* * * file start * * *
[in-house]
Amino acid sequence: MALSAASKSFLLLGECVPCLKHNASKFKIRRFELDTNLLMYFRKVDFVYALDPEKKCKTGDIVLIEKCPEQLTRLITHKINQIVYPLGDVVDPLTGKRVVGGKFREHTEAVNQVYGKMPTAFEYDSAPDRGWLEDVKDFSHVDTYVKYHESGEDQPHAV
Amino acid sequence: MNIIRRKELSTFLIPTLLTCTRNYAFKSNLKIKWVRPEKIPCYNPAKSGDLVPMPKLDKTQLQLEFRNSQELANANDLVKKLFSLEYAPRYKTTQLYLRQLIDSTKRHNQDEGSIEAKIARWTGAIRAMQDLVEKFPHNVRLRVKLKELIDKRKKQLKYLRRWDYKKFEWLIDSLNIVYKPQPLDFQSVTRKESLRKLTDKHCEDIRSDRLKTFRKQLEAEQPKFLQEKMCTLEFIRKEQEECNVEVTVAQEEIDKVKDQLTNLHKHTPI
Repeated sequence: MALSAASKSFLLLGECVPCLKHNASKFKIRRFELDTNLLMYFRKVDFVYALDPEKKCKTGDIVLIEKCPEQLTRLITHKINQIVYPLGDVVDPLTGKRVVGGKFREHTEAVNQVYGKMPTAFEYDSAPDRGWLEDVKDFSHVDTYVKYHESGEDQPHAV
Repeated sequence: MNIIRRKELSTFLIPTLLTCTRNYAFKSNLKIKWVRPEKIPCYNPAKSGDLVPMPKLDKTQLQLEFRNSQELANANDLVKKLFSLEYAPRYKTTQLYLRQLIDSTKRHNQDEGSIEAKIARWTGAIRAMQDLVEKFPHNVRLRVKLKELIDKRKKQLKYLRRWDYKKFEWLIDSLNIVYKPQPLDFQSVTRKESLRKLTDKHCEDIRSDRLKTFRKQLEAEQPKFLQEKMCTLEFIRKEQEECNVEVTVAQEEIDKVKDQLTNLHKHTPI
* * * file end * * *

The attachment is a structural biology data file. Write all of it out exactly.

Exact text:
[in-house]
Amino acid sequence: MALSAASKSFLLLGECVPCLKHNASKFKIRRFELDTNLLMYFRKVDFVYALDPEKKCKTGDIVLIEKCPEQLTRLITHKINQIVYPLGDVVDPLTGKRVVGGKFREHTEAVNQVYGKMPTAFEYDSAPDRGWLEDVKDFSHVDTYVKYHESGEDQPHAV
Amino acid sequence: MNIIRRKELSTFLIPTLLTCTRNYAFKSNLKIKWVRPEKIPCYNPAKSGDLVPMPKLDKTQLQLEFRNSQELANANDLVKKLFSLEYAPRYKTTQLYLRQLIDSTKRHNQDEGSIEAKIARWTGAIRAMQDLVEKFPHNVRLRVKLKELIDKRKKQLKYLRRWDYKKFEWLIDSLNIVYKPQPLDFQSVTRKESLRKLTDKHCEDIRSDRLKTFRKQLEAEQPKFLQEKMCTLEFIRKEQEECNVEVTVAQEEIDKVKDQLTNLHKHTPI
Repeated sequence: MALSAASKSFLLLGECVPCLKHNASKFKIRRFELDTNLLMYFRKVDFVYALDPEKKCKTGDIVLIEKCPEQLTRLITHKINQIVYPLGDVVDPLTGKRVVGGKFREHTEAVNQVYGKMPTAFEYDSAPDRGWLEDVKDFSHVDTYVKYHESGEDQPHAV
Repeated sequence: MNIIRRKELSTFLIPTLLTCTRNYAFKSNLKIKWVRPEKIPCYNPAKSGDLVPMPKLDKTQLQLEFRNSQELANANDLVKKLFSLEYAPRYKTTQLYLRQLIDSTKRHNQDEGSIEAKIARWTGAIRAMQDLVEKFPHNVRLRVKLKELIDKRKKQLKYLRRWDYKKFEWLIDSLNIVYKPQPLDFQSVTRKESLRKLTDKHCEDIRSDRLKTFRKQLEAEQPKFLQEKMCTLEFIRKEQEECNVEVTVAQEEIDKVKDQLTNLHKHTPI